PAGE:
CHAMPAIGN, Ill., (WCIA) — Jonathan Hill in Champaign is lucky to be alive. He’s been fighting a blood disorder since he was born, and other complications along the way.

Now, he’s doing better and getting back to what he loves. 

He’s returning to the swimming pool, reigniting his passion for swim after being on the swim team in high school. It’s something he would’ve never imagined doing after being diagnosed with hemophilia as a toddler. 

“I was just trying to stay alive at that point,” Hill said.

He bit his tongue at two years old and it wouldn’t stop bleeding. That’s when he learned he had hemophilia, a genetic disorder. Unfortunately, his medical journey didn’t end there. He also had to deal with HIV/AIDS and hepatitis C. Hill said hepatitis C is what killed his liver. 

He developed HIV/AIDS from the blood factor used to help treat hemophilia. 

“When you’re pulling a lot of blood from a lot of different people, it was causing a whole bunch of hemophilics to get infected,” Hill added. 

But today, he said the factor products are created differently to avoid that problem. 

Complications also led to cirrhosis, and he had to wait 10 years for a new organ.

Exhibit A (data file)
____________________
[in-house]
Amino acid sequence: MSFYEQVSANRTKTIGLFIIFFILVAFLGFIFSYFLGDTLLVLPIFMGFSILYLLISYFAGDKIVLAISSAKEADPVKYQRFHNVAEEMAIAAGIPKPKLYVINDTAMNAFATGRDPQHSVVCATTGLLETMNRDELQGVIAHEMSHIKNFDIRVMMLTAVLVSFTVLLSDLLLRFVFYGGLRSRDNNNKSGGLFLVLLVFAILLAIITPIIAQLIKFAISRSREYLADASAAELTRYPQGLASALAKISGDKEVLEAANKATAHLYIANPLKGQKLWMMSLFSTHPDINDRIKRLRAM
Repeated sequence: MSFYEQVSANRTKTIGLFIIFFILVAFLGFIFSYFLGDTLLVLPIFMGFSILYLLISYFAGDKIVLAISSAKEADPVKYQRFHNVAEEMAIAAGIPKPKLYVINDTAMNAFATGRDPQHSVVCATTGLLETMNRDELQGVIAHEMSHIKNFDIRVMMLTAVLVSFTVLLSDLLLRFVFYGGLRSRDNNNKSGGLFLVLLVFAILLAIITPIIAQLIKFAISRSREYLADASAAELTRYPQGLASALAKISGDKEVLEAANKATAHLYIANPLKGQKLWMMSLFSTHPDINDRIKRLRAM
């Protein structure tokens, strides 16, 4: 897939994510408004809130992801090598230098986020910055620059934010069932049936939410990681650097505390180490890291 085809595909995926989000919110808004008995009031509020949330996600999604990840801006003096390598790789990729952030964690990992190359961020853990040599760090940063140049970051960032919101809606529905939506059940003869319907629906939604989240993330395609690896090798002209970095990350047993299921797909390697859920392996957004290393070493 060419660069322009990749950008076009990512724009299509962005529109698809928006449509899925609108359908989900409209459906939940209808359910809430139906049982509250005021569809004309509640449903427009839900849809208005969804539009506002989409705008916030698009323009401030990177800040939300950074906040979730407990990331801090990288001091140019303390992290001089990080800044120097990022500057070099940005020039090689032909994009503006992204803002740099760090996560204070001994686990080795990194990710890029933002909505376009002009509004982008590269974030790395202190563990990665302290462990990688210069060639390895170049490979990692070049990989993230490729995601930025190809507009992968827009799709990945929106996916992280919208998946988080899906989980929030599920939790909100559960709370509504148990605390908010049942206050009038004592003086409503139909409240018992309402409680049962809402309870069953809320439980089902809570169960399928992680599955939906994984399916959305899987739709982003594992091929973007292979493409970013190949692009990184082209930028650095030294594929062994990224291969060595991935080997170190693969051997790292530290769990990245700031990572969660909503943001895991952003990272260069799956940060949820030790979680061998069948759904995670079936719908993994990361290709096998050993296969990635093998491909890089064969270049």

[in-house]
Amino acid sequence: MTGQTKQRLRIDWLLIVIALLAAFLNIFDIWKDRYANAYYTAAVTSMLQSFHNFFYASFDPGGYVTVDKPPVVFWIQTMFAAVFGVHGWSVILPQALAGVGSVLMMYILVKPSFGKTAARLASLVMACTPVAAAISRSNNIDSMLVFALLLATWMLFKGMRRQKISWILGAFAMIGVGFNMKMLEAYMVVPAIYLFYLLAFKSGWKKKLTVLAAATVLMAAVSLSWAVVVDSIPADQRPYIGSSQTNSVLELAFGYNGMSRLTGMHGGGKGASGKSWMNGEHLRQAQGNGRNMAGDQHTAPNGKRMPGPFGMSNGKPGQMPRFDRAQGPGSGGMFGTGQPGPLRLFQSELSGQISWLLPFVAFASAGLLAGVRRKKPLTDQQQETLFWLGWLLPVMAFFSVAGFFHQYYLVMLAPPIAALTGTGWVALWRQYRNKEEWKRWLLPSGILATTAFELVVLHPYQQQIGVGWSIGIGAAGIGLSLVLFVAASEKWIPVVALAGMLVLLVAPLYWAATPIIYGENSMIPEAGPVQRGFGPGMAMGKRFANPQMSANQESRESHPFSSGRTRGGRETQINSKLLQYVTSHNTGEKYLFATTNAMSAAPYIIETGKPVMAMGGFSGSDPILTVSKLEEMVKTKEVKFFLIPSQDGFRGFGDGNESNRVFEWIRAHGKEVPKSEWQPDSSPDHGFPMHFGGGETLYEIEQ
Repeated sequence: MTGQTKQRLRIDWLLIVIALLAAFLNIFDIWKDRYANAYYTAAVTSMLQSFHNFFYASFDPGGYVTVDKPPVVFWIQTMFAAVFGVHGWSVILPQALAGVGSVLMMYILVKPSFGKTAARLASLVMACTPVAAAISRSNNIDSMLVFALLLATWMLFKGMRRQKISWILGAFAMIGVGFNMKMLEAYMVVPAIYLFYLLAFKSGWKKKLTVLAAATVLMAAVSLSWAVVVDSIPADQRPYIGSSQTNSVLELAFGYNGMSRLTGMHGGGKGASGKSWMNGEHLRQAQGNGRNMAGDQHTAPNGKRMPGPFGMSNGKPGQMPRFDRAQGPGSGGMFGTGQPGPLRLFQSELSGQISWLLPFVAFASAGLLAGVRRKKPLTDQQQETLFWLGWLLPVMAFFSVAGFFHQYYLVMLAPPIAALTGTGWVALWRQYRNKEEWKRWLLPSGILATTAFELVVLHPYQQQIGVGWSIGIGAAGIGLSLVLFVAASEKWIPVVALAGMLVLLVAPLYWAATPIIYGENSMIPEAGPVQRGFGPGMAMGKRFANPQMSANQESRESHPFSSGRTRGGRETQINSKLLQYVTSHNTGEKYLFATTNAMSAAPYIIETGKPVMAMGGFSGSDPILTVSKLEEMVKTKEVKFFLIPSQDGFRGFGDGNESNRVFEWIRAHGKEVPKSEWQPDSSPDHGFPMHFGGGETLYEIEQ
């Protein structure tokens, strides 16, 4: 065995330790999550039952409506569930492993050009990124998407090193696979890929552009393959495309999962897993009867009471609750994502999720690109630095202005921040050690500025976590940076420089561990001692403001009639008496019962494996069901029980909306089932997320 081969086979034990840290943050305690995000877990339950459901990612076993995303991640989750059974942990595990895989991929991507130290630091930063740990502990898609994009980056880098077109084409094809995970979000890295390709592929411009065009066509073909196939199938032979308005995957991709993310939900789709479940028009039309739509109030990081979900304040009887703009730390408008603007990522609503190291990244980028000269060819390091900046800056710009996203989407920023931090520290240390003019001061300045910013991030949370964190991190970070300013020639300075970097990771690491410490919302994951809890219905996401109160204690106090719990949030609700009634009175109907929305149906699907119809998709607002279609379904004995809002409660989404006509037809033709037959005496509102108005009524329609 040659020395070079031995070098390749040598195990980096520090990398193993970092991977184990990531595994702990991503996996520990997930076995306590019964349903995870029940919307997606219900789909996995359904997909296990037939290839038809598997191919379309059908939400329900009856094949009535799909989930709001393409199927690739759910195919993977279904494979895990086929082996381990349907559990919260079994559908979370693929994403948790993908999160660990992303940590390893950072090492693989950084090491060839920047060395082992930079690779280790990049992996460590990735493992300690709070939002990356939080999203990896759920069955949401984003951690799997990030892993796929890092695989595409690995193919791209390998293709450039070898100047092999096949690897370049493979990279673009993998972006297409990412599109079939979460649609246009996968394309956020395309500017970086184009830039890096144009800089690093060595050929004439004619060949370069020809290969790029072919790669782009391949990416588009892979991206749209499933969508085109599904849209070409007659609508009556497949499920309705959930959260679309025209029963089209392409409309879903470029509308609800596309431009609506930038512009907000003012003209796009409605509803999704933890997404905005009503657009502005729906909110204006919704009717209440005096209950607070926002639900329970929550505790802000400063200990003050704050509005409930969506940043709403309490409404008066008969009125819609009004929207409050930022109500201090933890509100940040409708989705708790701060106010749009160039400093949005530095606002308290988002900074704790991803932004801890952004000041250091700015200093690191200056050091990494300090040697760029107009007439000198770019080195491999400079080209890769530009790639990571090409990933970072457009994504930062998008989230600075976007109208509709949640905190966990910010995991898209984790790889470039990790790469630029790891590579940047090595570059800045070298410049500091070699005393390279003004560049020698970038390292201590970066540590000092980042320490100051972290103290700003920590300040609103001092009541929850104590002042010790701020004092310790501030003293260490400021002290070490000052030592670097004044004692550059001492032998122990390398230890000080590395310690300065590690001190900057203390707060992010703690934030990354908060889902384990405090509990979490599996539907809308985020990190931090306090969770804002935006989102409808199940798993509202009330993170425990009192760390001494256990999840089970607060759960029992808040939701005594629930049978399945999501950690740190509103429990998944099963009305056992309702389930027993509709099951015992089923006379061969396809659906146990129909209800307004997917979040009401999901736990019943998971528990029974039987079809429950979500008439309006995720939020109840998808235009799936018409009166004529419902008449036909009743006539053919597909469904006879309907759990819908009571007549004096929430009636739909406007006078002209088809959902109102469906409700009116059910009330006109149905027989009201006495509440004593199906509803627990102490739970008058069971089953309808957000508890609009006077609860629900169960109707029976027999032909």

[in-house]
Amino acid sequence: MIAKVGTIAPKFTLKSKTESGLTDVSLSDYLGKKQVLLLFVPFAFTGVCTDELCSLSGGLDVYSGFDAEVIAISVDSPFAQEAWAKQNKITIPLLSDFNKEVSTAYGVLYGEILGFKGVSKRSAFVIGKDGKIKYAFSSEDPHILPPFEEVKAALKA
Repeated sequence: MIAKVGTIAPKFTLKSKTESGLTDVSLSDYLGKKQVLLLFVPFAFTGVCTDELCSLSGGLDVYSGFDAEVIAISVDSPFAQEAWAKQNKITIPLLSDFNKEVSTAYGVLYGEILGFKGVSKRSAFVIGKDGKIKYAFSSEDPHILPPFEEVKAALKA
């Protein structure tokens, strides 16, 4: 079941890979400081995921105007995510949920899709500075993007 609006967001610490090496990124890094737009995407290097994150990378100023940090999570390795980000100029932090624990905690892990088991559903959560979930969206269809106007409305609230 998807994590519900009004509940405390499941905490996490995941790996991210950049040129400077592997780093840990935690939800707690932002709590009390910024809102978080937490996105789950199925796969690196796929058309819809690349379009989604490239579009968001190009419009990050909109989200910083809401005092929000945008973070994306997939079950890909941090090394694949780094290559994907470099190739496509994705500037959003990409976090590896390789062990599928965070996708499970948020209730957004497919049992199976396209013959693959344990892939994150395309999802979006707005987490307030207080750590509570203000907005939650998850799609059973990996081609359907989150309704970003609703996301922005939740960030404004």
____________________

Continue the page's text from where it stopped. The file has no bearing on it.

“I was fortunate enough in 2017 to have the opportunity to get a liver,” Hill said. “Since that day, I don’t have hemophilia anymore.” 

While battling through all of it, he had support from his family and doctors. But once he was feeling better, Hill wanted to stay active and be a part of another support system. 

That’s when he started to gain a passion for swimming once again. He started off swimming in the Stephens Family YMCA therapy pool. 

“Then I started swimming some laps, and then I started swimming a lot more laps, and then I met the Masters team, which is adult swimming,” Hill said. 

In 2022, he swam 230 miles. Next year in 2023, he’s aiming for 250 miles. 

“I just feel so much better, physically, to be so active,” Hill added. 

He knows this wouldn’t have been possible without Dr. Daniel Ganger at Northwestern Medicine in Chicago. They’ve known each other since the 2017 transplant. 

“We hope this liver will last another 40 years or more,” Dr. Ganger said. 

He knows things could be very different. If Hill didn’t get a liver, Dr. Ganger said he would not be around today. 

Dr. Ganger also said he knows the entire transplant process can be difficult for patients and their families. It’s not something you can bounce back from right away. 

He said some struggle with post-transplant disorder and suggests joining support groups like Hill and talking with your transplant team.